When the transfer conveyor arrives at the blank-discharging position (FIG. 2A), the fifth actuator 248 closes switch 320 to energize motor 92 which drives the transfer conveyor belts 28 and 30. Blanks are continuously discharged onto the shingling conveyor 36, and when the last blank nears the discharge end of the transfer conveyor (for example, there may be about 70 blanks still on the conveyor) photoelectric cell 262 has its ray 266 no longer interrupted by the blanks so that switch 326 is closed. Remembering that switch 328 has been closed by arrival of the conveyor 26 at the article-discharging position, a circuit can now be traced through solenoid 298 which moves valve 304 (FIG. 10) to a position where pressurized air can flow to cylinder 188 to actuate the scraper arms to the position of FIG. 7 and accelerate removal of the last several blanks from the end of the transfer conveyor.

Arrival of the scraper arms at the position of FIG. 7 actuates switch actuator 254 which closes switch 330 and energizes solenoid 292. Energization of solenoid 292 moves solenoid valve 286 to a position where pneumatic fluid enters cylinder 106 through line 294 to return the piston and the transfer conveyor to its original blank stack-receiving position.

As soon as the transfer conveyor moves away from the blank-discharging position, switch 328 is opened to deenergize solenoid 298 and cause the solenoid valve to return under bias of spring 300 to a position where the scraper arms are returned to the position of FIG. 6.

As soon as the transfer conveyor reaches it blank stackreceiving position another cycle is initiated.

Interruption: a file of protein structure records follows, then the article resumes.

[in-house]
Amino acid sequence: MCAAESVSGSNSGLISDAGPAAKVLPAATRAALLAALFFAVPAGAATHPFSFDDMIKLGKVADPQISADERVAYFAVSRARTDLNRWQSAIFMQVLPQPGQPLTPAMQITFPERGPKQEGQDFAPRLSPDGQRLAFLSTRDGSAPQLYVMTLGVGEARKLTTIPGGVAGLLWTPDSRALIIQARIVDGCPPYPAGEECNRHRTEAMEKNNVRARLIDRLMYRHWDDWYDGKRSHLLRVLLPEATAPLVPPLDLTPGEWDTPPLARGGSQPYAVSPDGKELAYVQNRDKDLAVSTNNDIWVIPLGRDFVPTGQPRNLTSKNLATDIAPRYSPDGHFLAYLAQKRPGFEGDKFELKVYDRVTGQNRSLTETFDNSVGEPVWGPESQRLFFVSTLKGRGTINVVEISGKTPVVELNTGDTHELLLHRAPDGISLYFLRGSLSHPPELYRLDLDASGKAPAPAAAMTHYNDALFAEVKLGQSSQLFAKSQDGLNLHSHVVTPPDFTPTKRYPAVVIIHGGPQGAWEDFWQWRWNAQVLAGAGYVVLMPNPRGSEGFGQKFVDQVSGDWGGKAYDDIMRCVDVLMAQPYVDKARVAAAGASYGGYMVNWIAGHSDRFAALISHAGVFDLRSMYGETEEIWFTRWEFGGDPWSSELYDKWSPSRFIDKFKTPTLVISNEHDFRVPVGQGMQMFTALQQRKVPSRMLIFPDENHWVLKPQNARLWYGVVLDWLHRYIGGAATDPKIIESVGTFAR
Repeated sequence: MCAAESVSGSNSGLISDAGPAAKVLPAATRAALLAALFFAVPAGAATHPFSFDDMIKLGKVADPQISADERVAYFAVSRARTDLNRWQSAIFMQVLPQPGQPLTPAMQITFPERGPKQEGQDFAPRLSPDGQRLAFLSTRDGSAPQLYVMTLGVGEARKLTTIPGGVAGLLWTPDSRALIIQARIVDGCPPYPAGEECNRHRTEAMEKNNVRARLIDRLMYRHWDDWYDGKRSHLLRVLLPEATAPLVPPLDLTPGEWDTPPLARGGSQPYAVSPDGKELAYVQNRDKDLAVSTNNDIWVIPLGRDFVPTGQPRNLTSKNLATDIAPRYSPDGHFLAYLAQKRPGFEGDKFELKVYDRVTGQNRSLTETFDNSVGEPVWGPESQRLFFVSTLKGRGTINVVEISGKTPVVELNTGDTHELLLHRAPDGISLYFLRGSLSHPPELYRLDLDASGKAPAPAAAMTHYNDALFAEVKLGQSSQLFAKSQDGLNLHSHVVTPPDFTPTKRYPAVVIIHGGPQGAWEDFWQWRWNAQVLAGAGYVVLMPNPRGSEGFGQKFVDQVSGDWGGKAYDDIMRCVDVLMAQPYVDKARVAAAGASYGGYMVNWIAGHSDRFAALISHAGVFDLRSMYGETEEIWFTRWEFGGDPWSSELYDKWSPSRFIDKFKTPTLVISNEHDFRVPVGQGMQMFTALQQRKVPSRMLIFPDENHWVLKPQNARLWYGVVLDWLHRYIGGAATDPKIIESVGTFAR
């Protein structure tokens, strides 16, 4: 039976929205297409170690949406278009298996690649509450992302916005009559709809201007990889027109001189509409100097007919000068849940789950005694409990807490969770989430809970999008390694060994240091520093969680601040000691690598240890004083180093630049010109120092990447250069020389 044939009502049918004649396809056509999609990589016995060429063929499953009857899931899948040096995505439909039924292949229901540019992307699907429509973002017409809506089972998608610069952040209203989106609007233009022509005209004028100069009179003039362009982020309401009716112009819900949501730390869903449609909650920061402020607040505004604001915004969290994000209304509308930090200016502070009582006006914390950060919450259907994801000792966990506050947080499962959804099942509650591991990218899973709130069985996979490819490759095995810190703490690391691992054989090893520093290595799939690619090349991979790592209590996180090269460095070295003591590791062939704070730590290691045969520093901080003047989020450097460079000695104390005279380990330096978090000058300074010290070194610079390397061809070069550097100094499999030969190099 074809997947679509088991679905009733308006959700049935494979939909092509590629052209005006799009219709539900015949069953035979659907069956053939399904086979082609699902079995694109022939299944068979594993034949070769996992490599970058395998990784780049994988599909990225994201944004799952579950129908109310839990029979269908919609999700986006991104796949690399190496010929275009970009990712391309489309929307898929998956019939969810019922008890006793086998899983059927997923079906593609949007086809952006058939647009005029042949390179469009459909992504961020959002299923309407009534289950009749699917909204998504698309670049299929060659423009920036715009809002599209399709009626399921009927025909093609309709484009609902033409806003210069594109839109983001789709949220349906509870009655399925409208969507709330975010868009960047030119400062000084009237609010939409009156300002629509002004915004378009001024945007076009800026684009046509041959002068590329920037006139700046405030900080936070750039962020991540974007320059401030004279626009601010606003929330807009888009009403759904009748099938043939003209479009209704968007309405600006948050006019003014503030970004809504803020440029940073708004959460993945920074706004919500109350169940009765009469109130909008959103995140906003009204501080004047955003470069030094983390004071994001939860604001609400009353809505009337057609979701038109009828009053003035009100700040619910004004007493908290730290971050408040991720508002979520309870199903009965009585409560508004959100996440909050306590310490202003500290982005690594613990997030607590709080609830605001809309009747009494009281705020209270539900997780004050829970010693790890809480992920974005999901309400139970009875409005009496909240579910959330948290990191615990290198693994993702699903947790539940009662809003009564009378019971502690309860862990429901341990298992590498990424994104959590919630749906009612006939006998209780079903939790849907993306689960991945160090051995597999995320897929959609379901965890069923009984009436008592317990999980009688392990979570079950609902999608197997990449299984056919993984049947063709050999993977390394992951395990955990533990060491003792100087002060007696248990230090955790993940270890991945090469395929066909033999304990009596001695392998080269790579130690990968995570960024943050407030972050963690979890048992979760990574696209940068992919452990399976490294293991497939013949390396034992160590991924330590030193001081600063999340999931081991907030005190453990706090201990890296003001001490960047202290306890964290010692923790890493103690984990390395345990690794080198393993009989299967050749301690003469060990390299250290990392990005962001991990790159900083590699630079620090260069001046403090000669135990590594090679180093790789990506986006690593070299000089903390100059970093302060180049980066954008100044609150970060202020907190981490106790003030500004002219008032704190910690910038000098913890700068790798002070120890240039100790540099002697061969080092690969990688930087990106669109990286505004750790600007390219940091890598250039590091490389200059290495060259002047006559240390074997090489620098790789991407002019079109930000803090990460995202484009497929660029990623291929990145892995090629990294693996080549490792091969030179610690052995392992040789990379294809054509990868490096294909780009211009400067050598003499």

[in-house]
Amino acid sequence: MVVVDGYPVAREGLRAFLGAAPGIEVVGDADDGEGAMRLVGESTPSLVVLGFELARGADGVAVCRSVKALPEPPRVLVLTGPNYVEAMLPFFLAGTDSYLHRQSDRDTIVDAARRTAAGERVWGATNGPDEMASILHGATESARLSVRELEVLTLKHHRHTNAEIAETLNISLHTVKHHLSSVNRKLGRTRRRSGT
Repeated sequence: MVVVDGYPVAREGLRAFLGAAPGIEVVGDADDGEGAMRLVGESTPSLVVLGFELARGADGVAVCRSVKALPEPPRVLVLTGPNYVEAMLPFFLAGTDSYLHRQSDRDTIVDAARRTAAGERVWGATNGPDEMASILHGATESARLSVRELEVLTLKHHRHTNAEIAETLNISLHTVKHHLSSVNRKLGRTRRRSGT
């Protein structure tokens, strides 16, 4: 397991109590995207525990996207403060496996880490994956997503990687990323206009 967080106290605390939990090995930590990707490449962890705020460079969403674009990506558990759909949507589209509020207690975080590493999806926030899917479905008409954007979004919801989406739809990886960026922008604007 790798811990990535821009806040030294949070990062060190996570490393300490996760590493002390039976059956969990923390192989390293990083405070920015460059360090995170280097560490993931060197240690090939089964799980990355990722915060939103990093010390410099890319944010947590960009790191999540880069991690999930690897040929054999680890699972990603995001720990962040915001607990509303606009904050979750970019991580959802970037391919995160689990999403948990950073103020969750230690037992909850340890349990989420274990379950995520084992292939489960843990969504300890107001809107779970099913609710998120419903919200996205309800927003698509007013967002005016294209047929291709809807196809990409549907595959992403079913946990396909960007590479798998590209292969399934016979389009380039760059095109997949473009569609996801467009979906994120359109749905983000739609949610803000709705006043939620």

One feature which minimizes the risk of inadvertently spilling the blanks is that the stack is not tilted from a substantially horizontal position of the blanks until the stack is supported both from the bottom by legs 32 and 34 and along the edges by endless conveyor belts 28 and 30.

Features that aid in gaining assurance that the receiver is continuously supplied with articles include the provision of accelerating removal of the last several blanks from the transfer conveyor to build up an excess supply on the infeed end of the shingling conveyor while the transfer conveyor returns for another stack of articles. Furthermore, it is felt that feeding and shingling the blanks on near horizontal planes contribute to reliability and tend to reduce jamming in the hopper that may otherwise occur if the blanks are fed and shingled on substantially inclined conveyors.

While the foregoing specification has set forth an embodiment of the invention in detail for purpose of making a complete disclosure, various other embodiments and modifications will occur to those skilled in the art, but will fall within the spirit and scope of the invention defined in the following claims.

What is claimed is:

1 Apparatus for transporting stacked, flat articles, such as box blanks, to receiver which receives the articles sequentially, said apparatus comprising:

a. stack conveyor means for receiving each stack of articles and for feeding the articles to a discharge end thereof;

b. a pivotable transfer conveyor including:

i. support structure pivotally connected to a base;